Police in some of Canada's largest cities have admitted to using powerful surveillance tools that indiscriminately hoover up cell phone metadata of people in a given area—even those not under investigation by police—which privacy researchers say is a problem for Canadian civil liberties.
Nearly a year after the RCMP first acknowledged that they owned a number of cell phone surveillance devices, commonly referred to as Stingrays, and that they had been lending them to local police forces, there are still few clues to how often, and where, these devices are being used in Canada. Multiple police forces contacted by VICE News declined to discuss their use of IMSI catchers.
Ottawa’s police force said that it “does not discuss investigative techniques” and encouraged anyone interested to make a freedom of information request.
Carol McIsaac from the Halifax Regional Police said “there is a myriad of investigative techniques available to assist police during investigations, IMSI catchers being one of them,” but that “Halifax Regional Police doesn’t discuss technical equipment and/or its use in a public forum.” A spokesperson for the RCMP said, plainly, that “we probably aren’t going to give you anything.”
Police in London, Ontario denied owning any such surveillance technology while several other forces, including Vancouver police, did not respond to requests for comment from VICE News.
IMSI catchers have been criticized because they don’t target specific suspects, and instead trick every cell phone within range to connect to the device and recording the unique identifier and location of each device on police servers.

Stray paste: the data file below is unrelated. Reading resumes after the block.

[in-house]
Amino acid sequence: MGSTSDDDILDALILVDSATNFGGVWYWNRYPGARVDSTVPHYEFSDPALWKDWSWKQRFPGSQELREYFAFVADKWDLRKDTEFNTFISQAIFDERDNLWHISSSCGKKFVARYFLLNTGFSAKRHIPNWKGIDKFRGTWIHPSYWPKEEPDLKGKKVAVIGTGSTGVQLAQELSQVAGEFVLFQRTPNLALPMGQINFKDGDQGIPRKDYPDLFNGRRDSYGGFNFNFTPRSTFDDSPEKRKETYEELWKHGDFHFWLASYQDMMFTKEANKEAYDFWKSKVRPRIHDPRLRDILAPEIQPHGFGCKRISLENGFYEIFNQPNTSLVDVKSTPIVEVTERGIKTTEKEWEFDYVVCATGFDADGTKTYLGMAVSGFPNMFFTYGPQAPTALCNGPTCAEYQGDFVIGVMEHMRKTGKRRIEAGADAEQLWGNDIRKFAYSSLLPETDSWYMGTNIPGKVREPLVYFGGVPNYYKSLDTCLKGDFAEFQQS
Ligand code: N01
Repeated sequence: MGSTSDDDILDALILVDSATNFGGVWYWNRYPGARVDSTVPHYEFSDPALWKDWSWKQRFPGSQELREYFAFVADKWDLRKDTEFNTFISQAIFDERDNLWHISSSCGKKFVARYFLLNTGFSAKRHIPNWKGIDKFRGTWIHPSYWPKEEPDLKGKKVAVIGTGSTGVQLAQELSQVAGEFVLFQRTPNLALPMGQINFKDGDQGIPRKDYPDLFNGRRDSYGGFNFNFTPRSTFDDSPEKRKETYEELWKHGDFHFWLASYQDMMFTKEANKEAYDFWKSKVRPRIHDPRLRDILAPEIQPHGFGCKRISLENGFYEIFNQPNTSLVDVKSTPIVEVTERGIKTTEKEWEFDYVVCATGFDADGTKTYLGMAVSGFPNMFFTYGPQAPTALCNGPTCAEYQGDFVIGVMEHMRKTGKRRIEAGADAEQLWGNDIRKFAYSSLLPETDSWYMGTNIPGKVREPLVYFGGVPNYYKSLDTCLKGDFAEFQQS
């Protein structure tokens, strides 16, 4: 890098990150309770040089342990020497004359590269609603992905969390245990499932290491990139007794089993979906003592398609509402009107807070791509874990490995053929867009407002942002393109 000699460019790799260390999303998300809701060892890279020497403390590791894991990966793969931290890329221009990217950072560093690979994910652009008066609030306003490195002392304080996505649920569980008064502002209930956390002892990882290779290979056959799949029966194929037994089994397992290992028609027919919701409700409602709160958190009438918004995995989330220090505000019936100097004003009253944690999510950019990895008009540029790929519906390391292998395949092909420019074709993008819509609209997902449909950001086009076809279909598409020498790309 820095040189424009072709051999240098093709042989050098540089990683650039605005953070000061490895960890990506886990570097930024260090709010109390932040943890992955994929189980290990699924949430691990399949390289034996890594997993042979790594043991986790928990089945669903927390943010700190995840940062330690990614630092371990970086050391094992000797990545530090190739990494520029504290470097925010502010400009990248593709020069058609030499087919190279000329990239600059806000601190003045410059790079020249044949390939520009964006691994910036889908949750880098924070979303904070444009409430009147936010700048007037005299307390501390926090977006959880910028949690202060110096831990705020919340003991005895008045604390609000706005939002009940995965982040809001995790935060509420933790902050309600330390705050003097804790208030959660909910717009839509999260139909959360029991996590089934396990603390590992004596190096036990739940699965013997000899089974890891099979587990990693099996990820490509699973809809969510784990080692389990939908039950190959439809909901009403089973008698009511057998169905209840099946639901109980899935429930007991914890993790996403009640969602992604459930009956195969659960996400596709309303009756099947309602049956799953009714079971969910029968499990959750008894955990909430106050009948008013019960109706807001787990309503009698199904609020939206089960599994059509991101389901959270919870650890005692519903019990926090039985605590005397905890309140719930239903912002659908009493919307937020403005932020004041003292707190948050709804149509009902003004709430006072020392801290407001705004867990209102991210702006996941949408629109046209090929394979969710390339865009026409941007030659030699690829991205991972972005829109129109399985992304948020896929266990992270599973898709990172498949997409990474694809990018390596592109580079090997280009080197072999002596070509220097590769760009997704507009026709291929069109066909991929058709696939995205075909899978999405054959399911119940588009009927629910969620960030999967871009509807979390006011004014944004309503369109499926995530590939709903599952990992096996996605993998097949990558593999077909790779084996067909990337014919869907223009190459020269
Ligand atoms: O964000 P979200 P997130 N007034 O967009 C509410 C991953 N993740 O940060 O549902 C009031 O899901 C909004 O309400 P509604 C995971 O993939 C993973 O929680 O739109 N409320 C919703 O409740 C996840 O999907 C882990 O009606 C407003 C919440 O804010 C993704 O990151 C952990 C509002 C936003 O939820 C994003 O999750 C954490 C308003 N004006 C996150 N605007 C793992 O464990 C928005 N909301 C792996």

Brenda McPhail, a privacy expert with the Canadian Civil Liberties Association told VICE News that the use of IMSI catchers is “a particularly private invasive one, and it’s one that the public can reasonably demand some accountability.”
Following a two-year long battle to pry a set of documents free from the hands of the Toronto police, the Toronto Star reported that Toronto police had used an IMSI catcher in at least five different investigations since 2010.
“It’s about time. The concept of it being the worst-kept secret is pretty much right,” said McPhail. What is surprising, she said, is how flagrant their lying to media was.
In 2015, Toronto police claimed: “We do not use the Stingray technology and do not have one of the units.”
“Normally they would at least hedge it. There would usually at least be some weasel language,” said McPhail.
The use of IMSI catchers in Canada is not new information, at least for anyone following along with the story. Last year, the RCMP copped to owning at least ten IMSI catchers. The OPP and the Calgary Police Service also each own at least one device, and the RCMP acknowledged that they do lend their devices out to local police forces from time to time. Police in Winnipeg and Durham, as well as CSIS, have been cleared to purchase similar devices.
Trying to track a cell device is a bit like a game of Operation: In an ideal situation, police are able to home in on the individual device with a high degree of precision, and the tracking is limited to that specific cell phone user. The use of IMSI catchers, on the other hand, is a bit like turning the board upside down, shaking all the pieces loose and sifting through for the one you want.